The new Fresh Fruit Line at the Maui Land & Pineapple Company’s Kahului facility was a highly automated system: a major investment designed to increase productivity. Building their control system would be a complex and large-scale endeavor, involving substation/primary power, switchgear, motors, SCADA and other automation and process controls, emergency power, and lighting. American Electric worked with the owner and engineers over a period of several months to value-engineer the sophisticated, state-of-the-art process control system and associated power requirements, bringing the project within budget. With its broad capabilities, depth of resources, and a crew of up to 40 skilled electricians and control technicians, American Electric was able to “turn-key” the entire project, and do so on an extremely accelerated schedule. The project went from groundbreaking to testing and successful start-up in four months.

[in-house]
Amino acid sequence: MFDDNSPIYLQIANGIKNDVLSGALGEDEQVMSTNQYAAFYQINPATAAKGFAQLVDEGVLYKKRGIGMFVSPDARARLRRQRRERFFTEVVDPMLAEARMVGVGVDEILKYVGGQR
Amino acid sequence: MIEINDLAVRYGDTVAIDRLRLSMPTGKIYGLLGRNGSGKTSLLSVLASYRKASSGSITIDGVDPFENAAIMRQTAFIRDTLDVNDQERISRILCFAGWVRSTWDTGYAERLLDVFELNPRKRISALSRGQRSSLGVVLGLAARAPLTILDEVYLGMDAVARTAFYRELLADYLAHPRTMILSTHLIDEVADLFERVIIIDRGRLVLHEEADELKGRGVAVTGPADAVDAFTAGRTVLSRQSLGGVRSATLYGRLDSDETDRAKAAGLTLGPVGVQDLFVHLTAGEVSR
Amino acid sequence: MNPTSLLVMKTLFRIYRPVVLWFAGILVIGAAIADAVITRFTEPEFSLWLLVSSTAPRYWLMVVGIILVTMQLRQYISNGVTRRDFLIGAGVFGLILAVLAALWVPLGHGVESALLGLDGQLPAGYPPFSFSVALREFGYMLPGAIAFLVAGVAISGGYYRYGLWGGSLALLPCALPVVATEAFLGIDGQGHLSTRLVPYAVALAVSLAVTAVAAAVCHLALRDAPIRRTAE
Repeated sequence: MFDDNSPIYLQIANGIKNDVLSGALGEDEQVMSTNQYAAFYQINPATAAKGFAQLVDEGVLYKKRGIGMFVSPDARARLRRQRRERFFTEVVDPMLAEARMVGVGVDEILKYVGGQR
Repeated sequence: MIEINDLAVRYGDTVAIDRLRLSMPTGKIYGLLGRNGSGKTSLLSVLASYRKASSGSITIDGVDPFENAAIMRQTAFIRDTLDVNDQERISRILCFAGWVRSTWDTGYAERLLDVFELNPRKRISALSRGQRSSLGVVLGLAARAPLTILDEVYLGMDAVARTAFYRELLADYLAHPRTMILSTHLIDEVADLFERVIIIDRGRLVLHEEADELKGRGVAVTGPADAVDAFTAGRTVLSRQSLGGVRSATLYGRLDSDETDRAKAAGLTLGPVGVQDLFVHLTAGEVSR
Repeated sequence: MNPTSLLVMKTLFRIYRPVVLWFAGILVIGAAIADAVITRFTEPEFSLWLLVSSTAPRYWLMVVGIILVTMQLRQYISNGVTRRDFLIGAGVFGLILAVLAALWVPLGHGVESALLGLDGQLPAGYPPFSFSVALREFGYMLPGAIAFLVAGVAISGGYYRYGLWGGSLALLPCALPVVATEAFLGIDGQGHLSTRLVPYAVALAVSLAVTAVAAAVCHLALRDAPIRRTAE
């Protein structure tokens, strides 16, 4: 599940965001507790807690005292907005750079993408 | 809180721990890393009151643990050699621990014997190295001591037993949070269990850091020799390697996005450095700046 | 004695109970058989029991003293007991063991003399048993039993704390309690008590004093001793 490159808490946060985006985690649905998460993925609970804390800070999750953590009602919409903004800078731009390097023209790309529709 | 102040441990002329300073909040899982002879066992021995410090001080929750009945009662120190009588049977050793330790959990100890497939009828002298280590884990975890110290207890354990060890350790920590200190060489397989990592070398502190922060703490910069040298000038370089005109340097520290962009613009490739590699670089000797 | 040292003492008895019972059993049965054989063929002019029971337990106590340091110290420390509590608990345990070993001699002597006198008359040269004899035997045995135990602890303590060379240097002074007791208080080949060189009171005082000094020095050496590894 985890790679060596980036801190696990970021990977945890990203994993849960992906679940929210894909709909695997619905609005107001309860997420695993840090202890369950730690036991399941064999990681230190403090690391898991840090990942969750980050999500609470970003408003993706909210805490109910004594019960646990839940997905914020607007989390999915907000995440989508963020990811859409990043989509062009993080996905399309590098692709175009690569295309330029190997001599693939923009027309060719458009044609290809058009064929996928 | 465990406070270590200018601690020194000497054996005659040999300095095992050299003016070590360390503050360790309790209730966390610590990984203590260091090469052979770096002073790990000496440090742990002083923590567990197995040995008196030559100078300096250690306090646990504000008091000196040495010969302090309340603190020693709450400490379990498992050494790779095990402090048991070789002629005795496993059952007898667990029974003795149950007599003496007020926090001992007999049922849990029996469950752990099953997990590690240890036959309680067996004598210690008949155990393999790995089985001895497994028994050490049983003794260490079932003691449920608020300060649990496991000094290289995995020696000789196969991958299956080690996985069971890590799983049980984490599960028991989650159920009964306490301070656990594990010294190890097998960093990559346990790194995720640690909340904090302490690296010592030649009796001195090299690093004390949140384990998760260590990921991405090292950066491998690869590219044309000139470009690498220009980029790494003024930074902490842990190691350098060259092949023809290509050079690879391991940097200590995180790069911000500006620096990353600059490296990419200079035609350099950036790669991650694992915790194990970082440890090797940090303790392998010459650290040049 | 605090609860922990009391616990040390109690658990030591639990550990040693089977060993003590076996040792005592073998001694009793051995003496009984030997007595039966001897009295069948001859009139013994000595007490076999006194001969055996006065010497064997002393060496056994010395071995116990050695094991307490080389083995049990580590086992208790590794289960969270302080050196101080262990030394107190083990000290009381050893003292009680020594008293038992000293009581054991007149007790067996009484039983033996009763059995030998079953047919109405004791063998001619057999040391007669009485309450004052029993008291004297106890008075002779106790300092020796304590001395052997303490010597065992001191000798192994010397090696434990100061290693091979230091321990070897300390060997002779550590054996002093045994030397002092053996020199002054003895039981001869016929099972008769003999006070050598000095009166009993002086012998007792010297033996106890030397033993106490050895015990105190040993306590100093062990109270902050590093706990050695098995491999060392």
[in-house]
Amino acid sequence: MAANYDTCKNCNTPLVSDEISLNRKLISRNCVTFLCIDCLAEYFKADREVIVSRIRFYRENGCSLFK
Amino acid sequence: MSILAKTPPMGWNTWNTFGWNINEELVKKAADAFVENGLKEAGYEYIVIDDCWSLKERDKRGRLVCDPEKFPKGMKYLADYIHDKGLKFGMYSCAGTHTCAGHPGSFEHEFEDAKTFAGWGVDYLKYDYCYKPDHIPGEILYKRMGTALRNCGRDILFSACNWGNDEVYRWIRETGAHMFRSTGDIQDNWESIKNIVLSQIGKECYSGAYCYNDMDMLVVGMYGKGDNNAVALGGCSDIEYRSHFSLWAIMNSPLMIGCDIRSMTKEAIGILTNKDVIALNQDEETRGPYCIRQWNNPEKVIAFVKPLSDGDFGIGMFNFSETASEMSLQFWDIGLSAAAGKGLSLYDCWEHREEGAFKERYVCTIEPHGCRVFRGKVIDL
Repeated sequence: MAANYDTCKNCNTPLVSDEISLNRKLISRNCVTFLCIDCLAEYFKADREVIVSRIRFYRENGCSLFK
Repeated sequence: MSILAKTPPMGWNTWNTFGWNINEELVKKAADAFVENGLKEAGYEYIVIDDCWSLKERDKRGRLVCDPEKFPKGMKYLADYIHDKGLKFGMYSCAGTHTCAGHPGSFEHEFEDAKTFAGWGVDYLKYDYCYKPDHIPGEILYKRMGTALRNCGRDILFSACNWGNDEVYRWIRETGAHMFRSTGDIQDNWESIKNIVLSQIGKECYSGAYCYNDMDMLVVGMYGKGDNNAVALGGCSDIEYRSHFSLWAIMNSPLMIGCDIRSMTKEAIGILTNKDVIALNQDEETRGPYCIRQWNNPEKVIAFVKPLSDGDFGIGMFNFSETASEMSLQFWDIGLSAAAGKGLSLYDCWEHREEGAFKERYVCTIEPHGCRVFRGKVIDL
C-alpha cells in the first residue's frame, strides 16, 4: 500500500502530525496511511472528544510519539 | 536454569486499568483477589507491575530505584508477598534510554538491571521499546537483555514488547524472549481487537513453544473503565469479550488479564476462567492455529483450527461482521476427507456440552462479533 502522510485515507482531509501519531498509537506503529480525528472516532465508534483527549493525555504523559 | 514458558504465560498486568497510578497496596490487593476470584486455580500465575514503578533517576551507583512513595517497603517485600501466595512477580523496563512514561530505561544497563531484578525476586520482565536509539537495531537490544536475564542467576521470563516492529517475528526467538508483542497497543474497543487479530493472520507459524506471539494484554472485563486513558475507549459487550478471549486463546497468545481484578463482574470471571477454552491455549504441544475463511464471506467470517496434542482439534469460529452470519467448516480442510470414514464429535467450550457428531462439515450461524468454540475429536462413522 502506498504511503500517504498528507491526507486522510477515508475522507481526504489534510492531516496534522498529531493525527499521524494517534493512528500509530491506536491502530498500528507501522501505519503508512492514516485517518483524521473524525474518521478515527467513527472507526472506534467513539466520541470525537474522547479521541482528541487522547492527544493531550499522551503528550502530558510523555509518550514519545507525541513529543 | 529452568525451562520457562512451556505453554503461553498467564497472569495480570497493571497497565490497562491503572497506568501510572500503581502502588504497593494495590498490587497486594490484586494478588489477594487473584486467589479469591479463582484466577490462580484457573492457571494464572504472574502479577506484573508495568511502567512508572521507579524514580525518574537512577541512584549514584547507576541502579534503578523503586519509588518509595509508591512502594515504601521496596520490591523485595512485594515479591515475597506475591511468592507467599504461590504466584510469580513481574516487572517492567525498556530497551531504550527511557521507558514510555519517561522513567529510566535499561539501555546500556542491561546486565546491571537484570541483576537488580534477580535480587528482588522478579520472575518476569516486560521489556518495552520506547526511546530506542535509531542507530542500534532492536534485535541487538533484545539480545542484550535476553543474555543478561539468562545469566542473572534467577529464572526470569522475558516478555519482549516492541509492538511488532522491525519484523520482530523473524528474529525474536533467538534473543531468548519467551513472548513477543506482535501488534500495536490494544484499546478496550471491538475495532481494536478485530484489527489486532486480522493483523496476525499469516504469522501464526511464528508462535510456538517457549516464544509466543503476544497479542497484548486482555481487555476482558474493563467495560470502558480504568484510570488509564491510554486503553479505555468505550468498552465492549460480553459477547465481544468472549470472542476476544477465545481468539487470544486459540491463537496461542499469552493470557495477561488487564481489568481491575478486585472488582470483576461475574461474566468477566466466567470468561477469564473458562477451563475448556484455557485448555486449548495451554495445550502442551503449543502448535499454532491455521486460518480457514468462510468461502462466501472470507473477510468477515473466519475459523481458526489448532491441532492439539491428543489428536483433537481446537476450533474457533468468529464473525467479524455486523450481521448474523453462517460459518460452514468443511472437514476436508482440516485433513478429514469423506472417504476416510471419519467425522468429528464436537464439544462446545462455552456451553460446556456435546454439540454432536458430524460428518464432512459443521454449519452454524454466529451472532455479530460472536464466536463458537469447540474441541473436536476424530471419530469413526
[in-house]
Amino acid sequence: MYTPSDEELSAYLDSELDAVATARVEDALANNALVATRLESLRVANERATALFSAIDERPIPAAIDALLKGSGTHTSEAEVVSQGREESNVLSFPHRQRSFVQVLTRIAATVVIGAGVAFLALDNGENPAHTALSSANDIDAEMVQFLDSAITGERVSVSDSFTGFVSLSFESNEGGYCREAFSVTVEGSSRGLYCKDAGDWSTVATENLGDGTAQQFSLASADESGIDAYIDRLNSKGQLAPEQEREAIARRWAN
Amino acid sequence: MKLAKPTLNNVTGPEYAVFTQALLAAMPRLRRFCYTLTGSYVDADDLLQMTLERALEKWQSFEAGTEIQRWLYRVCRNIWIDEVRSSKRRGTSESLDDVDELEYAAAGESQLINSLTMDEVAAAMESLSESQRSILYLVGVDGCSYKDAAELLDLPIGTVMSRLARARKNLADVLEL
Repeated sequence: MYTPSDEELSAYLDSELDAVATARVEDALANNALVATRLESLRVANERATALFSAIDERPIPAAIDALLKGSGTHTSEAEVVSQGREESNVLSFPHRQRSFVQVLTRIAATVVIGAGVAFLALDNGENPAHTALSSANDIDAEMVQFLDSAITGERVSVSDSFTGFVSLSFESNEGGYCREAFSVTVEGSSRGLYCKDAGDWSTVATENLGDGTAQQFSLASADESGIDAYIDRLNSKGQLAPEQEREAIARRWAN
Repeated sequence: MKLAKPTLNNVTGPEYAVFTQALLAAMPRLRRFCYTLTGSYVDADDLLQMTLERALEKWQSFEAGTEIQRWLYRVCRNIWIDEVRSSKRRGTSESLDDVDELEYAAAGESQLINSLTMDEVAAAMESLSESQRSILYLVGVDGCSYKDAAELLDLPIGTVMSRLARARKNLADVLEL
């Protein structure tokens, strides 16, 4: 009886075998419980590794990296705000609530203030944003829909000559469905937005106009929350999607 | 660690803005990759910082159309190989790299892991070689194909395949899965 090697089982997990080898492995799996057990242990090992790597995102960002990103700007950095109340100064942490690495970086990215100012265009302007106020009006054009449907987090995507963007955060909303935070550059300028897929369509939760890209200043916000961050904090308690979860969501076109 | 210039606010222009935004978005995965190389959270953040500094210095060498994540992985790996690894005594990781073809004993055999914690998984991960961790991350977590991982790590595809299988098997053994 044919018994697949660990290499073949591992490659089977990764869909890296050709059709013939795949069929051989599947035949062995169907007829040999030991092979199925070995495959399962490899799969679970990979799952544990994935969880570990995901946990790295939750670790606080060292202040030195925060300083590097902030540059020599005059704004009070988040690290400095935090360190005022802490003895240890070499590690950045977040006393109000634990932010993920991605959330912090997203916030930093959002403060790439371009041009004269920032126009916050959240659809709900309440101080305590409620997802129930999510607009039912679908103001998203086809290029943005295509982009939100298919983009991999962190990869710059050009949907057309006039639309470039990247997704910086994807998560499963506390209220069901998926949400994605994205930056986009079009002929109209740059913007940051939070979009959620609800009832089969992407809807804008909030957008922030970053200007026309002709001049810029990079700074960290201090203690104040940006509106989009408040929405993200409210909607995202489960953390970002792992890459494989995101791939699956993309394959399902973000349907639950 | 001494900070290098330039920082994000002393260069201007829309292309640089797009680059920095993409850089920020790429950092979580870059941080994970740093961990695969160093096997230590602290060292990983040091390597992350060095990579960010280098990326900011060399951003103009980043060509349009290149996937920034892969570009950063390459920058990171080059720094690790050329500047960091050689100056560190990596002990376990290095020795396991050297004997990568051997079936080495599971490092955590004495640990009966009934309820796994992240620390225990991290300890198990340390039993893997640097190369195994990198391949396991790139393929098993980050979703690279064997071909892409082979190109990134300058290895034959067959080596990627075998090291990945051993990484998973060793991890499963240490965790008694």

The new Kakaako campus of the University of Hawaii’s School of Medicine consists of three large, separate structures: an education/administration building, a research center, and a central plant. American Electric’s expertise was needed to install the controls for the entire HVAC system, connecting the chiller and cooling towers, ventilation and air conditioning valves, temperature sensors, and emergency power systems. This was done for the whole campus, including the research center’s sophisticated laboratory with its precise environmental requirements. American Electric’s specialists also installed a new Building Automation System, which gave the complex a coordinated, centralized control for its HVAC and associated systems. After successful testing and start-up, the world-class John A. Burns School of Medicine was up and running.